Duke Nukem 3D for the Macintosh (68020)

mini vmac II duke nukem
mini vmac II duke nukem

I had no idea this even existed… I guess it’s to be expected, all the popular games of the time (doom) were ported to pretty much everything and anything.

So after stubmling across this site, Emacualtion, I had to fire this thing up!

The first thing I needed to do was get the latest source to Mini vMac. What is different about this is that you get the source from within the emulator. Basically you pass a program what config you want and it’ll spit out source code. So for me to build on windows, a mac II with 256 colors, I gave it..

-t wx86 -m II -depth 3

Easy right?

There is some help on the mini vmac site, but it’s kind of in places.

With the emulator built, the next fun filled thing was to dump the ROM from my SE/30, which was.. an exciting adventure in floppy disks, but with it in hand I was ready!

The next part of the puzzle was System 7.5.3, which apple still thankfully provides, along with HFVExplorer, and Stuffit, and I was all set to go!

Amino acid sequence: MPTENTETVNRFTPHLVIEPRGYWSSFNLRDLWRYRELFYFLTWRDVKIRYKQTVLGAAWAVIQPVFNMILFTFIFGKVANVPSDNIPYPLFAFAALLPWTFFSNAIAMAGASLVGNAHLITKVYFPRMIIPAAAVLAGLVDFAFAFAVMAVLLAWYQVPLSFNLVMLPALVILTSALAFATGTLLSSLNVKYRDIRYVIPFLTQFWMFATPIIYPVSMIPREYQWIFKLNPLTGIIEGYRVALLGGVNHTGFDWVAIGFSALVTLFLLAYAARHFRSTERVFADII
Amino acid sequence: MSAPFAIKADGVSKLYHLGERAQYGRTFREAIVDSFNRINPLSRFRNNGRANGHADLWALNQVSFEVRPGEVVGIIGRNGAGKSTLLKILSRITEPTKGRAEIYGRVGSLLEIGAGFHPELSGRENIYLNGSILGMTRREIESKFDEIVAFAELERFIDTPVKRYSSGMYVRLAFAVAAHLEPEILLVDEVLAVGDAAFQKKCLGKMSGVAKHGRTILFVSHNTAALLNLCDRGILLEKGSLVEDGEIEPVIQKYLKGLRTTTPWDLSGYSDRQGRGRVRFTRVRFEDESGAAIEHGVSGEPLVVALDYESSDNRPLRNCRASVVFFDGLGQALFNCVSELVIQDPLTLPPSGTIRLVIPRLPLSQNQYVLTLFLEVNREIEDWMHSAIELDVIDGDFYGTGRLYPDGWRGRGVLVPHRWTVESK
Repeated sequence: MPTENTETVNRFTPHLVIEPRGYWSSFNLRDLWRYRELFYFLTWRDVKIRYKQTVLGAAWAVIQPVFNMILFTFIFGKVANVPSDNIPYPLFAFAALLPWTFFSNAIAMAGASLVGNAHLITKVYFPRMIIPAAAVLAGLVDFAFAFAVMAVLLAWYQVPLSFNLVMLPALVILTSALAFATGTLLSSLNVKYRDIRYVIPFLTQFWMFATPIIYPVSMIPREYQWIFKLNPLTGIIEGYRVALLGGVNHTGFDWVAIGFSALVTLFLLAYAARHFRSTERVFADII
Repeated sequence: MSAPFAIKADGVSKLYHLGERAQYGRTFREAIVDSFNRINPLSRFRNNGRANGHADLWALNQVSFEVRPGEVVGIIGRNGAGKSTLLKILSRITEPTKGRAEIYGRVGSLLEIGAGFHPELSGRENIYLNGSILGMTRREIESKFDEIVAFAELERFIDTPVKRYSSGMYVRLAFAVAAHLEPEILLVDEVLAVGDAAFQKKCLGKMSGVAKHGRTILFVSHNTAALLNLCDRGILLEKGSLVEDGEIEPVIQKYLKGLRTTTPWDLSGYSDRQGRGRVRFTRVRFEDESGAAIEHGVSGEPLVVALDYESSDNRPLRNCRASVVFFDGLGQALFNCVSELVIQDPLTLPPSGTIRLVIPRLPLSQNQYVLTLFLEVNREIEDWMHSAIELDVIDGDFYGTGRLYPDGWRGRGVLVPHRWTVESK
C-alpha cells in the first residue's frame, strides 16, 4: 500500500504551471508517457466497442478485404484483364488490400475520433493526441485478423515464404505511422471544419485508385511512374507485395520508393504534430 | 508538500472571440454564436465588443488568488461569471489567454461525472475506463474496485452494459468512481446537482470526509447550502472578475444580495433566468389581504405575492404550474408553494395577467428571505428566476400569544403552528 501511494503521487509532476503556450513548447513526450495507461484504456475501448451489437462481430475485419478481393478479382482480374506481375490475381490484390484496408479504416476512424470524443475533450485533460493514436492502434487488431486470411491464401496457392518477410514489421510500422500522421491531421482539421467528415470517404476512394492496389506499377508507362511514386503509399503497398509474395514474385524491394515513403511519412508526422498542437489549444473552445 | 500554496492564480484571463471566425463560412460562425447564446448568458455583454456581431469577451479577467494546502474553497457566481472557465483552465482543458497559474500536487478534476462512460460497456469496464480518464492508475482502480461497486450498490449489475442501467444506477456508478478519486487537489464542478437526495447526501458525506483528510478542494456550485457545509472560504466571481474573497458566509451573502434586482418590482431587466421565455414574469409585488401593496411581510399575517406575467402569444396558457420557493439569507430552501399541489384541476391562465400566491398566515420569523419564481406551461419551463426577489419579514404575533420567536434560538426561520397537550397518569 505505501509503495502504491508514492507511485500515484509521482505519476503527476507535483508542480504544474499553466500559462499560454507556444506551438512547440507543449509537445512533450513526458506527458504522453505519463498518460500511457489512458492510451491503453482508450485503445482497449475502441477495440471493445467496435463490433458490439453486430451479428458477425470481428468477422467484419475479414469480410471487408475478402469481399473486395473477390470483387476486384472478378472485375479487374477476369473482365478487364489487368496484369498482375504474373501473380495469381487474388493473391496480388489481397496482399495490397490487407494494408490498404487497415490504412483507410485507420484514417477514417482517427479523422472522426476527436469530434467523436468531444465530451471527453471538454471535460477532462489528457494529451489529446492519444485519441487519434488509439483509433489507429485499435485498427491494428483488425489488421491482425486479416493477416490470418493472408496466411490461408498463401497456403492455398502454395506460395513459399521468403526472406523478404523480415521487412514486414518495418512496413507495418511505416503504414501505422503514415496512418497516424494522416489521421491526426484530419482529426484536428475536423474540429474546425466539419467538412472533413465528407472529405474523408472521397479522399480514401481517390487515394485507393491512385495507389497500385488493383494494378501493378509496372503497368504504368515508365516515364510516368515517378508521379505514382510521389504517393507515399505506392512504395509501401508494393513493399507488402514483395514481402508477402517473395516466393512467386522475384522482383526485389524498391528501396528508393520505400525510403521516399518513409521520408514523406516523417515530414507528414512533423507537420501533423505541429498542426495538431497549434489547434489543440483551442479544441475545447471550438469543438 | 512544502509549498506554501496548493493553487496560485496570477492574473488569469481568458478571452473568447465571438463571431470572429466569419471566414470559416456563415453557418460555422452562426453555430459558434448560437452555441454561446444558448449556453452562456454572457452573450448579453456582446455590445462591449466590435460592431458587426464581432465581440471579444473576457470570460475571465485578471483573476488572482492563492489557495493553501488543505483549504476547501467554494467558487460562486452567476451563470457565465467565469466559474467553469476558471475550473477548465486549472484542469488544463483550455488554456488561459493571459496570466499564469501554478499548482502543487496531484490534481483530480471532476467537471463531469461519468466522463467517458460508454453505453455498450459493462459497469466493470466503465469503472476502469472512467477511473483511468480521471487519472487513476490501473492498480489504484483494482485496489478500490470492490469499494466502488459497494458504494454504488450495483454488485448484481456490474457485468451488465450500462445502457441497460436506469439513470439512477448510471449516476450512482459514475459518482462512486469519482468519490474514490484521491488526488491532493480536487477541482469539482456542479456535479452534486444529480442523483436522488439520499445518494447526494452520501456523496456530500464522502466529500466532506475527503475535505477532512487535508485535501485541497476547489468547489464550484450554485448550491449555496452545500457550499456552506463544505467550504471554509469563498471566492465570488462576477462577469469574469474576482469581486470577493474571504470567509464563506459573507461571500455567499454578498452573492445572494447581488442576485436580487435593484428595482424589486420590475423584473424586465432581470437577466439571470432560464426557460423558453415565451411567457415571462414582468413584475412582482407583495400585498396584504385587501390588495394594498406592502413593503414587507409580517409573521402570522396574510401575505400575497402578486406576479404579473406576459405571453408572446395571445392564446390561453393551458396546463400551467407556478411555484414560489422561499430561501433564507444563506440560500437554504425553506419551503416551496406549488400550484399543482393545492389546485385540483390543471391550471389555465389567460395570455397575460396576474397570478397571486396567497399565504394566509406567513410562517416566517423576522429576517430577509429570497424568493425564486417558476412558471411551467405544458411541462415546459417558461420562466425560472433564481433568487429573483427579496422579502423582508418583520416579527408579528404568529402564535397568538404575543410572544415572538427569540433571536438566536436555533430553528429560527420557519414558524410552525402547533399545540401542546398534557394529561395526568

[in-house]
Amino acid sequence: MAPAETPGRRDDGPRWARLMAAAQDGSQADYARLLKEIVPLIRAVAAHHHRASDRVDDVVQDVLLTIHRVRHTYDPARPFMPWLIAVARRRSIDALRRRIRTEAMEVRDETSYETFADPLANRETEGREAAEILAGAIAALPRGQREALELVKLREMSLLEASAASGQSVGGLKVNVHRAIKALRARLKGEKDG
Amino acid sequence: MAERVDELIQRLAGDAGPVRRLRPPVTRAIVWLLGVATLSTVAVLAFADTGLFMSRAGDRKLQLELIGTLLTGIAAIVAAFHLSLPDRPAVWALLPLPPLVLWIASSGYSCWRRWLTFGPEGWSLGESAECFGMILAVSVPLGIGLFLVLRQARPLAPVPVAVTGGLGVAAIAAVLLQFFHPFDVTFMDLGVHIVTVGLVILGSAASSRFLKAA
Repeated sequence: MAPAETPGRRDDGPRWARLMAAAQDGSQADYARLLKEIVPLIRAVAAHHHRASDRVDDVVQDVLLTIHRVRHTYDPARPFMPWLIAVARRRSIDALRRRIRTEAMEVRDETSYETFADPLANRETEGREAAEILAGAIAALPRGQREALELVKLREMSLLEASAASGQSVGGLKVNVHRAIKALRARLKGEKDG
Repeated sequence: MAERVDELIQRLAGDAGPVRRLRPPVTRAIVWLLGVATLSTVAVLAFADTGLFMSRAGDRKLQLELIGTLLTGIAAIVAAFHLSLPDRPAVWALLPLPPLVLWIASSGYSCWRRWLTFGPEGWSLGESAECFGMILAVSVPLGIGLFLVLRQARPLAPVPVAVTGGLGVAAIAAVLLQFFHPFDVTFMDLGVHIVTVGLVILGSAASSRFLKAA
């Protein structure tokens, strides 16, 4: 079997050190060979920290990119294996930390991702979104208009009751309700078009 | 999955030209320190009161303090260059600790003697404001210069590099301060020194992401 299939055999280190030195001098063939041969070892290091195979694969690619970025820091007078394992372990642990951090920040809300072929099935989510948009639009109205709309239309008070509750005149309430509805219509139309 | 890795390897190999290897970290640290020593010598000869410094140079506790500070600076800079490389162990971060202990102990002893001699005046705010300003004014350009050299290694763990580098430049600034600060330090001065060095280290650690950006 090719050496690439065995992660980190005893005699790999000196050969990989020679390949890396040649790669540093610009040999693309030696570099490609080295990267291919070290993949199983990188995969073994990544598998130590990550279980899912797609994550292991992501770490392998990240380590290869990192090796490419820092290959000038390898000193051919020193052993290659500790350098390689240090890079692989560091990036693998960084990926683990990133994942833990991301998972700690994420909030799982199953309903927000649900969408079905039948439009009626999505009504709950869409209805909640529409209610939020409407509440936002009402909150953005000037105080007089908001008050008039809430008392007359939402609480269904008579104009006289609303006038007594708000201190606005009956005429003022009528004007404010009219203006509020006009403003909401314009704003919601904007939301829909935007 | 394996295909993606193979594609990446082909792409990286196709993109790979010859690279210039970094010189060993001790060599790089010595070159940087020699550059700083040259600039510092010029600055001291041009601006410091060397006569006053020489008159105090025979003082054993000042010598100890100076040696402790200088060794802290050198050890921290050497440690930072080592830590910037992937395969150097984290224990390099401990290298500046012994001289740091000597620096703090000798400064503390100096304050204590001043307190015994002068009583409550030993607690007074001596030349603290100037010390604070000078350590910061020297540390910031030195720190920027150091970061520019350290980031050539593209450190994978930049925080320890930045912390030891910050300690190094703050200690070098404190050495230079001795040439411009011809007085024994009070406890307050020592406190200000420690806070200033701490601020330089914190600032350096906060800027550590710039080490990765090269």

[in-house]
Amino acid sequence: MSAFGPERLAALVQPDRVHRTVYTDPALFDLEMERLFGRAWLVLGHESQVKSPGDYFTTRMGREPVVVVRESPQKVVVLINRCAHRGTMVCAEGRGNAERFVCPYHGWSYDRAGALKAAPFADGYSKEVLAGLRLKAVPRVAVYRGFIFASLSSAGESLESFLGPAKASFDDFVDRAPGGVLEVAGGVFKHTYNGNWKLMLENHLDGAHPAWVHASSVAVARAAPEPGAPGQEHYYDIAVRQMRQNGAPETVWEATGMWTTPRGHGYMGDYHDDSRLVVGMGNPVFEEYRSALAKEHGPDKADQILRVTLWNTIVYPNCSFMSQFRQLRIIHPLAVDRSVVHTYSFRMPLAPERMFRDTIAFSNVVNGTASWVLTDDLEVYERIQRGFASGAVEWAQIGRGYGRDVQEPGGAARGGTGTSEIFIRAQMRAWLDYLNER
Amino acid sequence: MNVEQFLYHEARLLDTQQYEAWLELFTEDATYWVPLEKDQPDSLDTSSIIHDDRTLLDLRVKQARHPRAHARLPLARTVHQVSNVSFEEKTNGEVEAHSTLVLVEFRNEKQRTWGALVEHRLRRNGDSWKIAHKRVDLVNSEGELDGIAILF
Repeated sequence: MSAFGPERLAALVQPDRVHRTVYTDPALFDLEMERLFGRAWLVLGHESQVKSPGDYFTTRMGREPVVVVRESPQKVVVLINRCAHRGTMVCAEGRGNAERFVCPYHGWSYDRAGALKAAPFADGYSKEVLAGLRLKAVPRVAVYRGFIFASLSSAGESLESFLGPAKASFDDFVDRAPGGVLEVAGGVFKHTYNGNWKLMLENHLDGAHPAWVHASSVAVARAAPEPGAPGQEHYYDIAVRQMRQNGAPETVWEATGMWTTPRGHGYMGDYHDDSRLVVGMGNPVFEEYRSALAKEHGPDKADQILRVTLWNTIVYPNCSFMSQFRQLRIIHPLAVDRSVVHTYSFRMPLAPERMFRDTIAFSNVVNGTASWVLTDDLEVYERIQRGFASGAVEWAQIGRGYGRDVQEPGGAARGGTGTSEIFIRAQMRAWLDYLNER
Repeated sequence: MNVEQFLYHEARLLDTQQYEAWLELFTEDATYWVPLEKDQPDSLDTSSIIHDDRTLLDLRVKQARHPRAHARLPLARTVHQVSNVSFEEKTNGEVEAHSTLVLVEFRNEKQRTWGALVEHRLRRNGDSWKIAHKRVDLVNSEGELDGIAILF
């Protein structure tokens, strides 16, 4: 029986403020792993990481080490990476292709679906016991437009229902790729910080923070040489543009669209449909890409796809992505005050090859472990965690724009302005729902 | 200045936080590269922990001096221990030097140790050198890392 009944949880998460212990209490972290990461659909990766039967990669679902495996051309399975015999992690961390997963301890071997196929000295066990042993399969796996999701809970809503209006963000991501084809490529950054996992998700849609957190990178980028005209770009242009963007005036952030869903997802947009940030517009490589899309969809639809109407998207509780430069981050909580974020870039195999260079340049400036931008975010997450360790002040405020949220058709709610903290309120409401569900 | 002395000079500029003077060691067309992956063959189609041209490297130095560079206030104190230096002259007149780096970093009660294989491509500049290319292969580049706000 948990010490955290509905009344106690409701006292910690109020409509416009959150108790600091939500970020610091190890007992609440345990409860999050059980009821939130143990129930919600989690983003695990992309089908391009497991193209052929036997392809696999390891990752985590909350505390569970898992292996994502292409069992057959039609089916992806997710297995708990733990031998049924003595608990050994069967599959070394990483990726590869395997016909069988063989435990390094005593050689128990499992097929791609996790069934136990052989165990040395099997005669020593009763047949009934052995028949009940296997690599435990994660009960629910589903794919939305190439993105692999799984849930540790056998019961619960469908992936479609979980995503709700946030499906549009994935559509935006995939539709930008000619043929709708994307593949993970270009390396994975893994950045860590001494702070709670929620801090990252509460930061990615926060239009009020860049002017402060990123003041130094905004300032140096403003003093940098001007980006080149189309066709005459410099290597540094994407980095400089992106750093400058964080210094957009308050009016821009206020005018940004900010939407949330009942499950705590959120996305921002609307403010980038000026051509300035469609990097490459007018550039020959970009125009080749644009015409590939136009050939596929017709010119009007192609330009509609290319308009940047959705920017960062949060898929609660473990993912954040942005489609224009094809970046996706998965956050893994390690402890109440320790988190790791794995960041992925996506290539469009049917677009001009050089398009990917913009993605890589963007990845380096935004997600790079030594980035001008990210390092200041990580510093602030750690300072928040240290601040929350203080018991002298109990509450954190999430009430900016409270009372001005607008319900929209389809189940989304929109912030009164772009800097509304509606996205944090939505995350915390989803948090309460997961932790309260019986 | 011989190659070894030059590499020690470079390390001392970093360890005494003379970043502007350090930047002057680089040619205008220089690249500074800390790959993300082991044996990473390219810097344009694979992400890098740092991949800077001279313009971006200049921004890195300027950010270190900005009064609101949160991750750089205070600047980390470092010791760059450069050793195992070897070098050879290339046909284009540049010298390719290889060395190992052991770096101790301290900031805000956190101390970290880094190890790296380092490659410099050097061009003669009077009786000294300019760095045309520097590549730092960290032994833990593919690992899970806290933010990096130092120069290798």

I created a target diskette of 100MB, then used hfvexplorer to copy 7.5.3 and it’s 19 segments into the disk. Then I booted the emulator with a minimal System 7 floppy. I then installed 7.5.3 into the 100mb disk, then shut down the emulator. Then using hfv explorer, copy over Duke and stuffit.

Boot back into MacOS, install stuffit, and expand Duke and away we GO!

Naturally with the speed limits dropped it’s quite FAST! vMac doesn’t have sound yet, so it’s a silent experience but it works quite well.

mini vmac II duke
mini vmac II duke

The sad thing is that Doom requires 32bit mode, which it seems that Mini vMac can’t do just yet.

Author: neozeed

I live in SE Asia, doing generic work, enjoying my life & family

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